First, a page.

So I stare into this paper instead of sitting at a cubicle Take all the ugly shit inside and try to make it beautiful Use the cement from rock bottom and make it musical So the people can relate to where I’ve been Where I’m going, what I’ve seen, what I’ve heard From the guts, […]

This insight from Richard Wilkinson’s forward to Andrew Sayer’s Why We Can’t Afford the Rich reminds me of some of the (many) arguments from Jana Bacevic’s superb PhD thesis on the sociology of critique. From loc 164 of Andrew Sayer’s book: But too often reading books or articles on the threats the world faces becomes […]

An obvious question raised by this fact on loc 270 of Andrew Sayer’s Why We Can’t Afford the Rich is how many professors are part of this 1%? Many can be found within business schools and medical schools but anecdote suggests they can be found throughout the university system: In fact, the inequalities within the […]

My notes on Morozov, E. (2019) Digital Socialism? The Calculation Debate in the Age of Big Data. New Left Review 116/117, 33-66 A range of terms have entered circulation in recent years which suggest a transformation in capitalism. Digital capitalism, platform capitalism, data capitalism and surveillance capitalism point to a shift which is significant in […]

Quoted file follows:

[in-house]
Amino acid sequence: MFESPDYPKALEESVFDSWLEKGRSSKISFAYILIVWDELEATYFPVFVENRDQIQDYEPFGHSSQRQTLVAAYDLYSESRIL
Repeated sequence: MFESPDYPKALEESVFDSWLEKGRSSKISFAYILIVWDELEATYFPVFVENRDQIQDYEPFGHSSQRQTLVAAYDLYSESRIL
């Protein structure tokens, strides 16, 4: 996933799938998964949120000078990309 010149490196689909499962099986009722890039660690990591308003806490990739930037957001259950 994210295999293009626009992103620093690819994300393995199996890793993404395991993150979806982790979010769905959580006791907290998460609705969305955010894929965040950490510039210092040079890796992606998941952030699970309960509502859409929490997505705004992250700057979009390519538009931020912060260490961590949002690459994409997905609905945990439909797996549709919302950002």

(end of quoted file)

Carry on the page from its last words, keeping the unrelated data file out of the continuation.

From This Changes Everything by Naomi Klein, pg 72: Indeed the three policy pillars of the neoliberal age—privatization of the public sphere, deregulation of the corporate sector, and the lowering of income and corporate taxes, paid for with cuts to public spending—are each incompatible with many of the actions we must take to bring our […]

Kicking myself I can’t make this upcoming SRA event: ‘Visual digital media: Everyday content, everyday challenges’ Tim Highfield, Assistant Professor, New Media, University of Amsterdam The wealth of visual digital and social media, from Instagram and Snapchat to animated GIFs and emoji, has enabled new and evolving ways of using the visual and the digital […]